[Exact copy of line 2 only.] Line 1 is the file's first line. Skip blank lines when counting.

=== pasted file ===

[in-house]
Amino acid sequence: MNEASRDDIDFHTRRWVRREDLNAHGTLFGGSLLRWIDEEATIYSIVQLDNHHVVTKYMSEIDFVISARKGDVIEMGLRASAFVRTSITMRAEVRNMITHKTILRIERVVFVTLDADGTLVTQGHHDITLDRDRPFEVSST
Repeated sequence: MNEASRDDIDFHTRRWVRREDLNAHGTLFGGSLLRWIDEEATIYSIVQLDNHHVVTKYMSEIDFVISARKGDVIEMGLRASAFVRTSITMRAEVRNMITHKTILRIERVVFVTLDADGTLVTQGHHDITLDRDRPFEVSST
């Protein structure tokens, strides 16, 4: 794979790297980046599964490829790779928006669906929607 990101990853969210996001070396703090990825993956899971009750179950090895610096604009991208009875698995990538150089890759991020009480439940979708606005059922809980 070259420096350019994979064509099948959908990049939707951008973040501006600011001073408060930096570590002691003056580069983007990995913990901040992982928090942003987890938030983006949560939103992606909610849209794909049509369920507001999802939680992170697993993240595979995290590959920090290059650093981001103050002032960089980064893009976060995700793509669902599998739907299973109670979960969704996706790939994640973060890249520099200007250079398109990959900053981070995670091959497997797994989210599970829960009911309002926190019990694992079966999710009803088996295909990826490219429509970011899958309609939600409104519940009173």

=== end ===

Amino acid sequence: MNEASRDDIDFHTRRWVRREDLNAHGTLFGGSLLRWIDEEATIYSIVQLDNHHVVTKYMSEIDFVISARKGDVIEMGLRASAFVRTSITMRAEVRNMITHKTILRIERVVFVTLDADGTLVTQGHHDITLDRDRPFEVSST